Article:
• Double check your medical bills and coverage. I can not begin to tell you how many times I had to call my medical insurance company to confirm coverage on certain procedures, blood work, test, ect. Sometimes the Dr’s office would either code the bill incorrectly or not¬†obtain the correct information, then I would get billed. There also had been times where I had to pay a balance due at the Dr. office, so I would pay it assuming that was the difference of what I owed, to only later receive credits onto my account. I would preferred not to be credited and have that cash back in my pocket because I could always use the money. So I started to call my insurance 1800# on the back of my medical card, anytime my balance, or coverage did not seem right. Usually they are really friendly and it only takes a few minutes for the rep to tell you “yes” or ‘No”. Sometimes they will even be gladly to speak with the Dr’s office right there on the phone. So don’t be afraid to call and double check. Its your money, its bad enough our insurance rates are so high!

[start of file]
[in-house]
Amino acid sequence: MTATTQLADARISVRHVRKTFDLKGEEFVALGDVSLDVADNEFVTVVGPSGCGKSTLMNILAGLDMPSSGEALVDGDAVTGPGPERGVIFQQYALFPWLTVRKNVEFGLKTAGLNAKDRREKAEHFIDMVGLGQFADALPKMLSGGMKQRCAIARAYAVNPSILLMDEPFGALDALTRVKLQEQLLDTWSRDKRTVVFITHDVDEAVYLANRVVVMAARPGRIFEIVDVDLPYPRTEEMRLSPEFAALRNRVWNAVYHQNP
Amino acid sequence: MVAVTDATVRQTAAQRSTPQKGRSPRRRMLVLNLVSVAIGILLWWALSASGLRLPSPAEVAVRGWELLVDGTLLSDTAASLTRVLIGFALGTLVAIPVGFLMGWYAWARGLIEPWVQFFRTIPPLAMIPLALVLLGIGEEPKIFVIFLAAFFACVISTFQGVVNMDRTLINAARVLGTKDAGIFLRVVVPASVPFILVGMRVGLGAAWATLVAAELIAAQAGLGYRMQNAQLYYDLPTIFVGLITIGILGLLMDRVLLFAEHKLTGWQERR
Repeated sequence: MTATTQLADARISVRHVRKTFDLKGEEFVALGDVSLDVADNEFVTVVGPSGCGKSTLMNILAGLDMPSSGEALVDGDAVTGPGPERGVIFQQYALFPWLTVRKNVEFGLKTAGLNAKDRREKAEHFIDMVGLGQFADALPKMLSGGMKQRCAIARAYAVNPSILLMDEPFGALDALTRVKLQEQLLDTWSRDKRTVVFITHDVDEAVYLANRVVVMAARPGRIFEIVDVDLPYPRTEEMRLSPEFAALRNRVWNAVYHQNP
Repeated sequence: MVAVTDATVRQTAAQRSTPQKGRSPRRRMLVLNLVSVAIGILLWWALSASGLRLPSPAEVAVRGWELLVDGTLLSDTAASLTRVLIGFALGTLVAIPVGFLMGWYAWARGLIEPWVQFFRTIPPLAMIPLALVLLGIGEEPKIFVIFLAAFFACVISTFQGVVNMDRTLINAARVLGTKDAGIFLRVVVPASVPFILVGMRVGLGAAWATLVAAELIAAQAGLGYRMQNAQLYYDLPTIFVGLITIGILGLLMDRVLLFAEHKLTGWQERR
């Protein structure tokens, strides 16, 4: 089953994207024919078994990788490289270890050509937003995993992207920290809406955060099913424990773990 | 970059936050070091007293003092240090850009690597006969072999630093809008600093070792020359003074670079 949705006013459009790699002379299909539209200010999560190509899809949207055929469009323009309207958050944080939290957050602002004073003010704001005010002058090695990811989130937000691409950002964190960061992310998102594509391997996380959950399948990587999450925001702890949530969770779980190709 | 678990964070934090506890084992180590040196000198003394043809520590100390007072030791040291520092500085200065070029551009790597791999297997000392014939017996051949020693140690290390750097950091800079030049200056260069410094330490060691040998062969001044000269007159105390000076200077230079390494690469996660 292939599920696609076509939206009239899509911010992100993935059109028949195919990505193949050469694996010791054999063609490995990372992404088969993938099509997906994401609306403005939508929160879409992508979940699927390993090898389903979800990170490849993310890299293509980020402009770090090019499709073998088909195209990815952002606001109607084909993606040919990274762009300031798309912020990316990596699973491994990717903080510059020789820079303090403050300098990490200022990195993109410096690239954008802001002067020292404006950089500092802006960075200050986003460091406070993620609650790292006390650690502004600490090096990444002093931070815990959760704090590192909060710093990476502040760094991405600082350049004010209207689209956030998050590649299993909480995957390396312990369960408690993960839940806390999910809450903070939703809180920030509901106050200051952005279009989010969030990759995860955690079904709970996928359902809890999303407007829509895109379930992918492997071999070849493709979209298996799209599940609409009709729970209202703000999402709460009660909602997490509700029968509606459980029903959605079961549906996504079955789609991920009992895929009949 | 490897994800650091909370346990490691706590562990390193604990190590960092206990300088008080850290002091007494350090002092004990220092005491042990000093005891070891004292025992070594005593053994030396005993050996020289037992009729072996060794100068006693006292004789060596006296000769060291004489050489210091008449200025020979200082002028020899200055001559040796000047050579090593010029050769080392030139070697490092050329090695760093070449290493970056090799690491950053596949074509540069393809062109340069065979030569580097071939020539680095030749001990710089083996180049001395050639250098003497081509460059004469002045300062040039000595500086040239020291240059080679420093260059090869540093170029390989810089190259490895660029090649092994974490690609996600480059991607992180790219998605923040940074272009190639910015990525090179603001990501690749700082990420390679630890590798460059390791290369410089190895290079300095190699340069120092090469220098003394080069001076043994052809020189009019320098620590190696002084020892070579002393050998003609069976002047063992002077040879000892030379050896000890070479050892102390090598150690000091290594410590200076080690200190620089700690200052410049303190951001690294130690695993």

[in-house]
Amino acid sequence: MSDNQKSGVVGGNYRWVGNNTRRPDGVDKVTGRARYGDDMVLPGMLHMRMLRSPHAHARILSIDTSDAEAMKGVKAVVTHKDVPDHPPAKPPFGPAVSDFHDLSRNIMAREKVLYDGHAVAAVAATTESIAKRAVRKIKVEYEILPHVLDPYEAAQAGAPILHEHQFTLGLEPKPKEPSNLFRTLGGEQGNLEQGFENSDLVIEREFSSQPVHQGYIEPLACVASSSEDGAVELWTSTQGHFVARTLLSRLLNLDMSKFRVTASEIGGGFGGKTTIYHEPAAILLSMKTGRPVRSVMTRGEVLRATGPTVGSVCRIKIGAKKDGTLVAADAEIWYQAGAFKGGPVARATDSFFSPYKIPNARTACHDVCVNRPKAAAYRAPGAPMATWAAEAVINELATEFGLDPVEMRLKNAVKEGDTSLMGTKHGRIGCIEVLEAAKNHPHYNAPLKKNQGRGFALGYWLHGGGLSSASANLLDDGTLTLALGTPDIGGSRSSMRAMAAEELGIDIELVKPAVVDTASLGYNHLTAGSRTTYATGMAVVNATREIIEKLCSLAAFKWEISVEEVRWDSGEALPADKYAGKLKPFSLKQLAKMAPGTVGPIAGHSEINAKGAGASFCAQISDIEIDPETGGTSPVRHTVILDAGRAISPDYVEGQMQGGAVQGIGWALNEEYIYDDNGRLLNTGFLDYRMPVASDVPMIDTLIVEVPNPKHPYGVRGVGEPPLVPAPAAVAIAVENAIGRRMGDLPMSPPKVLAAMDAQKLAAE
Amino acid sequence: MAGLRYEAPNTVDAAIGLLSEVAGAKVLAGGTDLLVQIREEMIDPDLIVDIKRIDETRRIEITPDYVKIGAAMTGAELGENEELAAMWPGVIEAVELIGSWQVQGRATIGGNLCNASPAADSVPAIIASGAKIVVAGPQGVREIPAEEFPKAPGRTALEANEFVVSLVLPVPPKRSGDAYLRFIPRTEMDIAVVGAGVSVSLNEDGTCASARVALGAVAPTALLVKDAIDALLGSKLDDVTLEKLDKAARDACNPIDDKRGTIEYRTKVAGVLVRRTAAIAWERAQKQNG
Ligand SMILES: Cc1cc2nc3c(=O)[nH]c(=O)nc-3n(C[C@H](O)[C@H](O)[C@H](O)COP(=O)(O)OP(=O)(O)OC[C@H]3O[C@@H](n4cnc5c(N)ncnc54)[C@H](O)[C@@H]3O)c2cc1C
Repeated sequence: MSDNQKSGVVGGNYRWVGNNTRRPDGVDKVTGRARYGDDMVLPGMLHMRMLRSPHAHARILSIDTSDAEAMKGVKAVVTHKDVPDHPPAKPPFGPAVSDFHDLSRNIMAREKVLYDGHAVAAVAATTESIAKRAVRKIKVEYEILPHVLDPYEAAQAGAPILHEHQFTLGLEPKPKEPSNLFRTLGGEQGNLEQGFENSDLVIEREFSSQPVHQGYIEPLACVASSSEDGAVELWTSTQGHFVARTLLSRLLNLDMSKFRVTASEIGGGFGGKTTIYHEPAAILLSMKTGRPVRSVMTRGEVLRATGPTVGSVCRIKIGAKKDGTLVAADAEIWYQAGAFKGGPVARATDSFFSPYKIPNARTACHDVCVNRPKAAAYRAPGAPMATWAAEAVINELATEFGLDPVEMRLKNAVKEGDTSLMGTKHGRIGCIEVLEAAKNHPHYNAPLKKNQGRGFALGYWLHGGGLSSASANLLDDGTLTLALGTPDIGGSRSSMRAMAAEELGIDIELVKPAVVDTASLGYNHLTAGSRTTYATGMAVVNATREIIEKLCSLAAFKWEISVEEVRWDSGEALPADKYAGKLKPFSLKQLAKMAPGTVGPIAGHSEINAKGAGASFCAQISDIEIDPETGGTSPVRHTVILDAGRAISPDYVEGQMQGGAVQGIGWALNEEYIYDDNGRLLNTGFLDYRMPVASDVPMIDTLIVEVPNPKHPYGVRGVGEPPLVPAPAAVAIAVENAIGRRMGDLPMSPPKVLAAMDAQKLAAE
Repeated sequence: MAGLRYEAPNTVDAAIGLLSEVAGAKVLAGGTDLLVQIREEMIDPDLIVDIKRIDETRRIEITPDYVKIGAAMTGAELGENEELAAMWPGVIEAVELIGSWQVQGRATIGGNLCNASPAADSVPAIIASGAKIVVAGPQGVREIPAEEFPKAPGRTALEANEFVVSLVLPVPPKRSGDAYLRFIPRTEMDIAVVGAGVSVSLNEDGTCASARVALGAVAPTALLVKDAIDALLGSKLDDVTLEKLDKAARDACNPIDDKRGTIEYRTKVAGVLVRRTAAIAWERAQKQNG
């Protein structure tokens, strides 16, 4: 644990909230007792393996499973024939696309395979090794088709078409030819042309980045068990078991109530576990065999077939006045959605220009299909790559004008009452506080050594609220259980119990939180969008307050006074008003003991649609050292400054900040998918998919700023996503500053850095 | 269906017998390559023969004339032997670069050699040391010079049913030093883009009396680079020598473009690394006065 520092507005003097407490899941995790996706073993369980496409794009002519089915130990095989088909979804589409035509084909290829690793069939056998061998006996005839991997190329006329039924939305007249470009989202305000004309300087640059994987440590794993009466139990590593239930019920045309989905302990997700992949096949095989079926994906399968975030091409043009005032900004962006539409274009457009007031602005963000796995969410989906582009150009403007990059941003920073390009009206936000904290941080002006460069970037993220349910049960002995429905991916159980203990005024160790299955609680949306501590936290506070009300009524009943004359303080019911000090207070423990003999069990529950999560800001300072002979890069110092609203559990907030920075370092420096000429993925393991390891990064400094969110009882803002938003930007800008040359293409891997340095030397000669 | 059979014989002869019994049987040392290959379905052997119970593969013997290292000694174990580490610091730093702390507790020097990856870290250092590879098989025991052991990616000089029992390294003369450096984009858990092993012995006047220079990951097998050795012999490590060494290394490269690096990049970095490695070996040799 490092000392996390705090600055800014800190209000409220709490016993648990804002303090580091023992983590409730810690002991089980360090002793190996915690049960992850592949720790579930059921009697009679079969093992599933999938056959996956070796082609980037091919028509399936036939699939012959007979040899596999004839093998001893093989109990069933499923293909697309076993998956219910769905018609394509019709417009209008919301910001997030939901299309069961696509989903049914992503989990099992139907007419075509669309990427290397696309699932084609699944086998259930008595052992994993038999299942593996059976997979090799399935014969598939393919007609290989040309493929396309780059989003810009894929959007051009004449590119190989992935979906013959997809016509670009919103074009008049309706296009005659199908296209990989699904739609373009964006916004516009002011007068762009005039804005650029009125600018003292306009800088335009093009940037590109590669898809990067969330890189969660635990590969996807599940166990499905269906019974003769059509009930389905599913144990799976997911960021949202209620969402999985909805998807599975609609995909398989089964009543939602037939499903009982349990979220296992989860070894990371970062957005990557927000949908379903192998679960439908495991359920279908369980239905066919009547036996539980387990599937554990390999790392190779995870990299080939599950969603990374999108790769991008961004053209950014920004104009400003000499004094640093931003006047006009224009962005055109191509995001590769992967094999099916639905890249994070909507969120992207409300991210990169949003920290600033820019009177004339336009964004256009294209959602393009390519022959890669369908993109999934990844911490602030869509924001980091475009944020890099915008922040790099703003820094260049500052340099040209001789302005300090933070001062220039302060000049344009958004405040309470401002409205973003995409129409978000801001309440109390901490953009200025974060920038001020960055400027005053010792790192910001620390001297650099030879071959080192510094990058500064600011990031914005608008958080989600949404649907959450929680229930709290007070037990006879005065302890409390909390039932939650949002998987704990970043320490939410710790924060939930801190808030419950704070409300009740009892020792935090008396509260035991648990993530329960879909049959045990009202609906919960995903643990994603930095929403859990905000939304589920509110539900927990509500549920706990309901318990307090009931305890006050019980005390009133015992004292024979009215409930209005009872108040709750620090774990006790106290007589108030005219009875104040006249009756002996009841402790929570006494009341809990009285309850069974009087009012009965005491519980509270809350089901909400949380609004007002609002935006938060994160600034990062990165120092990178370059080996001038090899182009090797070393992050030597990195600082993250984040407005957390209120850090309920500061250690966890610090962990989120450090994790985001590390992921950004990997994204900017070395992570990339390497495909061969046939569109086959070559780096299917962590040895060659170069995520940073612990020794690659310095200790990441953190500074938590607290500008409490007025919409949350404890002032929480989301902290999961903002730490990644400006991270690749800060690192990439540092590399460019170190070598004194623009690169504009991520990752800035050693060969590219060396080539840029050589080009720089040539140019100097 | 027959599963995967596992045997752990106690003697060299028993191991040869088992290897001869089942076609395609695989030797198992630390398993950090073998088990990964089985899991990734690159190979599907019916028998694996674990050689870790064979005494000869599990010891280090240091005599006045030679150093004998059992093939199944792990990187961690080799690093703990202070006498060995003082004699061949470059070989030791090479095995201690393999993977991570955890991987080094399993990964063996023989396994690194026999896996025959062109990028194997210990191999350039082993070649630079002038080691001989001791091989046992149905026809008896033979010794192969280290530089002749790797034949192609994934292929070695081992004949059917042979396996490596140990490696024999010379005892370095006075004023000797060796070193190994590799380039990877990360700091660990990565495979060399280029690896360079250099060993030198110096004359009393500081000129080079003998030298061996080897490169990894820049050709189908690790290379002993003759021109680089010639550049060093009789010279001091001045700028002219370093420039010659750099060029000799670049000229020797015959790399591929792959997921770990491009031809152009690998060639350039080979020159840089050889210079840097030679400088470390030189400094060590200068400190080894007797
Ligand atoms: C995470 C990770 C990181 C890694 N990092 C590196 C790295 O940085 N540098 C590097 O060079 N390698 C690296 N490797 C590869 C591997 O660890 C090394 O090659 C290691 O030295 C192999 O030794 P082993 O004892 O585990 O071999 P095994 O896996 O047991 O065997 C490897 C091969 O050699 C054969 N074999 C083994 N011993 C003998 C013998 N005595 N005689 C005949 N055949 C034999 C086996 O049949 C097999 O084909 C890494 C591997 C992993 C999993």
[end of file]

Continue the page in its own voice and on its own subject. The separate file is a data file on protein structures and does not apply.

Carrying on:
• FSA / Flex spending account : If your employer offer this program please take advantage of¬†it! Our flex spending account helped so much when we did not have the money upfront to cover medications that were expensive¬† or for those emergency trips to the ER and your copay is required right then and there. Flex spending is tax free money up to 2,500¬†a year used to pay towards medical, health care or daycare¬†depending¬†on¬†how you have¬†it set up. You are given a FSA a card to use like a debit or credit card with the 2,500 limit, and payments will be deducted from your paycheck by your employer a month or pay period to pay back towards the balance. Look at it almost like a tax free loan or payment plan¬†with the money¬†upfront. But it is to be use strictly towards medical¬†, medications, daycare or senior care.¬†here is a link to a quick video that explains what is a FSA account more in detail.

Welcome

a16bf53e53ae50899a84cde7e3fcbe5f-2

 

What if  your told that your life would completely change one day, not by choice and not for the better? Welcome to my journey.

I am a wife, a mother, and a survivor who is taking one day at a time. I have SLE Lupus and Myasthenia Gravis along with other autoimmune complications that comes with the joys of having Lupus. I am sharing my journey in hopes to spread awareness, but most importantly to give others encouragement in whatever battle they may be facing.

Have faith, be strong, laugh a little or even cry, but never give up!

Little Bit Lupie.